I read a book I recently read called Building Social Business by Muhhamad Yumas. The book is all about social entrepreneurship and how the micro-credit system.  They specifically support women becuase of their ability and commitment to not only rising up from extreme poverty, but also their ability to give back to their communities. These stories are remarkable about how women have so many solutions for sustainability and longevity in villages where there is nothing. They pass on this education and the skills to the next generation.

All over the world women are a major part of how families and companies give.

Women guide their families on where and how they will give.
Women are very specific about who they give to and why.
Women give time, effort, compassion and brilliance.
Women give to create change. To understand, support by solve problems. They are specific and clear about their giving.

This post is celebrating women and how far we have come.For the inspiration we give each other. For our power within ourselves and for creating change in the world.

What people are saying about 365give

“I wanted to express my gratitude for the teaching you provided today. Your message was delivered eloquently, compassionately, and without judgment. The kids were engaged, and now have knowledge with which they can change the world. We all appreciated how you took the time to help us learn to build positive mindsets and practice happiness.”
Shelley Gardner, Grade 6 Ridgeview Elementary (West Vancouver)
“Actions really do speak louder than words, which is why I believe the 365give Challenge has resonated throughout my community. Every give we do is so important to us and leaves us happier and appreciating our lives a little bit more than before.”
Mahina Niyozova (Tajikistan)
“After watching the 365give TEDx Talk, I was inspired to join and begin a daily giving program in India. Today, along with 12 other volunteer women, we provide 100 meals to local underprivileged children in Bangalore for school every day.”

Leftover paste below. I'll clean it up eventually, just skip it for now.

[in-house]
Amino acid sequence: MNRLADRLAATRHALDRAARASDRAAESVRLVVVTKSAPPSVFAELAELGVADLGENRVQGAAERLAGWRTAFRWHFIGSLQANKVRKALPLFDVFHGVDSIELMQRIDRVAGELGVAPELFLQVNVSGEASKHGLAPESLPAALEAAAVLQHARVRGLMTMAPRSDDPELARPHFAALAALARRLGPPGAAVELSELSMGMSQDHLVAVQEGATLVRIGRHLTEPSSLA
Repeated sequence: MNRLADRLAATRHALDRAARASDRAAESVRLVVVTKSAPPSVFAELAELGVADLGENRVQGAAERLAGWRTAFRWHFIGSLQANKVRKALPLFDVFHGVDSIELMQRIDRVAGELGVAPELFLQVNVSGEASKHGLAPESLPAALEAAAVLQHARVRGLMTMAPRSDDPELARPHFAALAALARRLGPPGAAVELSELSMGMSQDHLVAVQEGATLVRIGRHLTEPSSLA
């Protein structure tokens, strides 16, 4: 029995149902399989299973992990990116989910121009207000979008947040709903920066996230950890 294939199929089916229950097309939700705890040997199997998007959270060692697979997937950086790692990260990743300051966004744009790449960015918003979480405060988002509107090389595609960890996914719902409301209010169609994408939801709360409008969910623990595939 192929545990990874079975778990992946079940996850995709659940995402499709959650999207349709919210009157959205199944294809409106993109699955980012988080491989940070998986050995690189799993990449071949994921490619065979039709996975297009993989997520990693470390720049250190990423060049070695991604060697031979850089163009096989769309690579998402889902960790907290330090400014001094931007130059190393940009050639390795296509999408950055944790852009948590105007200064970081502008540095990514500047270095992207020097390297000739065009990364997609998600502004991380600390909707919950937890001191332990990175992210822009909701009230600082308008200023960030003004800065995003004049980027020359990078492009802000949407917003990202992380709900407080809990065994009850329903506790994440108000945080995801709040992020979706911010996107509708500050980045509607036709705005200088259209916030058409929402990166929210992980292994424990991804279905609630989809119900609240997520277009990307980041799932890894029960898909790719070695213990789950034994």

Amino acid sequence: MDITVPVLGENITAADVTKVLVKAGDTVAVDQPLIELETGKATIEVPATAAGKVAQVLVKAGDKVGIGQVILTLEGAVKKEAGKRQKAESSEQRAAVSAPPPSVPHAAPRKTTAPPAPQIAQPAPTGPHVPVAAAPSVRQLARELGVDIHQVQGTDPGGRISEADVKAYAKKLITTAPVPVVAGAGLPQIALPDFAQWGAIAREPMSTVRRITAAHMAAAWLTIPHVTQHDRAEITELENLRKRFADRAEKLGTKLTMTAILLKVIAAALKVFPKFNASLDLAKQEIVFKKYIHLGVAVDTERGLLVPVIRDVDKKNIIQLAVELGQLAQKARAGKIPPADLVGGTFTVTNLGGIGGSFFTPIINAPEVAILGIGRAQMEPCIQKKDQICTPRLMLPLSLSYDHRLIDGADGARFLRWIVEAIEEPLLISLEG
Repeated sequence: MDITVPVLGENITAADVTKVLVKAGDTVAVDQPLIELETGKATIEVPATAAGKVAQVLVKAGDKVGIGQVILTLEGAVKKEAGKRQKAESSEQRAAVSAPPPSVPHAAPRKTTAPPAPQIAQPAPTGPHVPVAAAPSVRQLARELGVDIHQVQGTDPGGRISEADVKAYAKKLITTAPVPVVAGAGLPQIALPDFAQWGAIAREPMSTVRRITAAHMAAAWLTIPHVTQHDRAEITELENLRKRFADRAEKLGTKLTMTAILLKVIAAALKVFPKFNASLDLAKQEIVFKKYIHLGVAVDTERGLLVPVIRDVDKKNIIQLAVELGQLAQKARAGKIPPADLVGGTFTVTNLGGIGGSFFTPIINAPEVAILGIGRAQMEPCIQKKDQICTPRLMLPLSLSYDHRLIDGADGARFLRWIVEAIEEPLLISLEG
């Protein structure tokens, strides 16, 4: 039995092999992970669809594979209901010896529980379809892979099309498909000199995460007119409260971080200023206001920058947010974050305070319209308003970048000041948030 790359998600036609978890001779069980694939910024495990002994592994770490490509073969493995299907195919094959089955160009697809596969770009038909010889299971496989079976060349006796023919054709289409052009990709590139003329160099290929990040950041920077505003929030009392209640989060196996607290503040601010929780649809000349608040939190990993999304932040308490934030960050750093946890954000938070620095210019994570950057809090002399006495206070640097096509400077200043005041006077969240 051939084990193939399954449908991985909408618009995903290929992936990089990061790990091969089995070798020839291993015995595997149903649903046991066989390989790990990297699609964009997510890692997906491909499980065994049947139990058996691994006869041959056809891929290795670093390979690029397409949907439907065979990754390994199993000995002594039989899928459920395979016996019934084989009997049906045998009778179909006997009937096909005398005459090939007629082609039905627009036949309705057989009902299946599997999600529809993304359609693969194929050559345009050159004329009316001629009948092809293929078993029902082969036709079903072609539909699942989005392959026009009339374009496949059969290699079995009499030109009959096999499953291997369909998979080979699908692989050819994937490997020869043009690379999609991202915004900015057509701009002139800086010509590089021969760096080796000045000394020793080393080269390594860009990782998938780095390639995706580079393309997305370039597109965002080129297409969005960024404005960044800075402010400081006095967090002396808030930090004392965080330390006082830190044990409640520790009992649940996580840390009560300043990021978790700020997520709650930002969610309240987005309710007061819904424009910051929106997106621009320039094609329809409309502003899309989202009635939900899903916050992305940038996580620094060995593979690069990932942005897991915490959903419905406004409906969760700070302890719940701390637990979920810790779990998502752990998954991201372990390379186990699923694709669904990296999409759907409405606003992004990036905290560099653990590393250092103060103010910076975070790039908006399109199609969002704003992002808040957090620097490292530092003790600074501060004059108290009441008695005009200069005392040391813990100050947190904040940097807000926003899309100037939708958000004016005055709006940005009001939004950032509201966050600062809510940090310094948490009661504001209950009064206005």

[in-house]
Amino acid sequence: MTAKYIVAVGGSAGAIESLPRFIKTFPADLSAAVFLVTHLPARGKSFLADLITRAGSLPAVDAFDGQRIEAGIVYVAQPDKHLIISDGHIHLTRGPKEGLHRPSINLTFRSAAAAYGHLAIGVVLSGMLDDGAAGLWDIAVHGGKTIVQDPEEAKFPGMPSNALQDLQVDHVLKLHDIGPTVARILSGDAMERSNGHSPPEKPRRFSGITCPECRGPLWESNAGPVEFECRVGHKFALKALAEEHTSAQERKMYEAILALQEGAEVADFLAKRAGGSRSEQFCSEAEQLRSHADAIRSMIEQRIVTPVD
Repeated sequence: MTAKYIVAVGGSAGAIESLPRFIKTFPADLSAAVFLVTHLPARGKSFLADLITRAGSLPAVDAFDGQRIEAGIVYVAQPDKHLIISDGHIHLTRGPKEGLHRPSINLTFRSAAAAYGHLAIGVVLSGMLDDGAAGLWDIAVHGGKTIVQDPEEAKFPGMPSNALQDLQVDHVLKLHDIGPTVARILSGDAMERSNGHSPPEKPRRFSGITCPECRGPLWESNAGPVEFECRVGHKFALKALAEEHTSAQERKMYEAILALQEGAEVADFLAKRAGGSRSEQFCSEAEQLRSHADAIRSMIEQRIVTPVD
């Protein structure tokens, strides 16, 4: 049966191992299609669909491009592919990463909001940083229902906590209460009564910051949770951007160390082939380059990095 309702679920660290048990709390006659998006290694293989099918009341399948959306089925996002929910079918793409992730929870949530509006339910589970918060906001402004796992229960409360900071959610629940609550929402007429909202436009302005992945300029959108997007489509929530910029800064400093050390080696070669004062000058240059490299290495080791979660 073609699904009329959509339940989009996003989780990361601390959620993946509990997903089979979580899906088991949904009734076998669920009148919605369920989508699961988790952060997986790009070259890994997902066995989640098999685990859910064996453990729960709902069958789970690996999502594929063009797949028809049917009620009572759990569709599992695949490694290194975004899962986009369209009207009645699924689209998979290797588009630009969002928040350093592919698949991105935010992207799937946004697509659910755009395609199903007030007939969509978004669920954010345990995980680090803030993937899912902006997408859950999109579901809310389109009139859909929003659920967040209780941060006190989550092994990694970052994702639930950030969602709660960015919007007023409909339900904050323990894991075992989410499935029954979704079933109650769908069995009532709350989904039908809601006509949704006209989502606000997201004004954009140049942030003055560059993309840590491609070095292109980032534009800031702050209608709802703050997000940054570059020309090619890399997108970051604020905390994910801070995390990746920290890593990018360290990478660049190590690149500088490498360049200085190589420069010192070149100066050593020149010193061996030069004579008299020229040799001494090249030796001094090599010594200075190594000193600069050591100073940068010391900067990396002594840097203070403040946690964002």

Deepika Ahuja, Mom (Bangalore, India)
“My life has greater meaning now.”
Renate Jorge, @BeKindBrazil and 365give Member, Family Program (Brazil)
“I just wanted to share that 365give really helped me. I am a better person now, thank you.”
MayLee, 365give Member, Individual Program
“This 365give Challenge has really injected excitement and extra enthusiasm in each work day as I think about what we can do. It has motivated me and the students.”
Cristina Peters, School Counselor (New York City, USA)
“I have seen a huge shift in energy throughout my classroom since doing the 365give Challenge. The Challenge has empowered my students to make a positive difference in the school’s community and beyond.”
Cella Adriana, Special Needs Educator /The Holliswood School (New York City, USA)
“The 365give Challenge helps students understand their impact on others. It opens avenues for introducing and discussing global and local issues in classrooms. It is powerful to watch students of all ages think about how they can make a change in another person’s life with one small act.”
Jessica Hall, Primary Teacher, French Immersion at École Pauline Johnson (West Vancouver, Canada)